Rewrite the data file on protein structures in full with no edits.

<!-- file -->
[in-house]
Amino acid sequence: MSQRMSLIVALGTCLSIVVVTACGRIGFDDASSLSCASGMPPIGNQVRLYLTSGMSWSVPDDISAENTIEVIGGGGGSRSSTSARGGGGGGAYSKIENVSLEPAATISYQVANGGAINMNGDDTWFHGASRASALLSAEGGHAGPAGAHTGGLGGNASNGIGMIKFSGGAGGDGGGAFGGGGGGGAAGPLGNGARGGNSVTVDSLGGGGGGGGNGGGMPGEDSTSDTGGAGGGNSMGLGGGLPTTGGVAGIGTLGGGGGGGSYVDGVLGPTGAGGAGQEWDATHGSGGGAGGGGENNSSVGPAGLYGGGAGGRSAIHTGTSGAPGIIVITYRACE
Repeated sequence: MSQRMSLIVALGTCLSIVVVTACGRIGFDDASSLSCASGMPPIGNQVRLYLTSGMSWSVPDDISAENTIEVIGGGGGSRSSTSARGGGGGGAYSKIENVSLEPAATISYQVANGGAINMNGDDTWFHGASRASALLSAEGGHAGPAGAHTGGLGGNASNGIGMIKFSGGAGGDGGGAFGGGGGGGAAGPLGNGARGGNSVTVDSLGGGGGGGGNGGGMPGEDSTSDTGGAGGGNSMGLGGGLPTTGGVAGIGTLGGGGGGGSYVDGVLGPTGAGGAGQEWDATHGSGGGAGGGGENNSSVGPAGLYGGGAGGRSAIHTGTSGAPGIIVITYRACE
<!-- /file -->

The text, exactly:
[in-house]
Amino acid sequence: MSQRMSLIVALGTCLSIVVVTACGRIGFDDASSLSCASGMPPIGNQVRLYLTSGMSWSVPDDISAENTIEVIGGGGGSRSSTSARGGGGGGAYSKIENVSLEPAATISYQVANGGAINMNGDDTWFHGASRASALLSAEGGHAGPAGAHTGGLGGNASNGIGMIKFSGGAGGDGGGAFGGGGGGGAAGPLGNGARGGNSVTVDSLGGGGGGGGNGGGMPGEDSTSDTGGAGGGNSMGLGGGLPTTGGVAGIGTLGGGGGGGSYVDGVLGPTGAGGAGQEWDATHGSGGGAGGGGENNSSVGPAGLYGGGAGGRSAIHTGTSGAPGIIVITYRACE
Repeated sequence: MSQRMSLIVALGTCLSIVVVTACGRIGFDDASSLSCASGMPPIGNQVRLYLTSGMSWSVPDDISAENTIEVIGGGGGSRSSTSARGGGGGGAYSKIENVSLEPAATISYQVANGGAINMNGDDTWFHGASRASALLSAEGGHAGPAGAHTGGLGGNASNGIGMIKFSGGAGGDGGGAFGGGGGGGAAGPLGNGARGGNSVTVDSLGGGGGGGGNGGGMPGEDSTSDTGGAGGGNSMGLGGGLPTTGGVAGIGTLGGGGGGGSYVDGVLGPTGAGGAGQEWDATHGSGGGAGGGGENNSSVGPAGLYGGGAGGRSAIHTGTSGAPGIIVITYRACE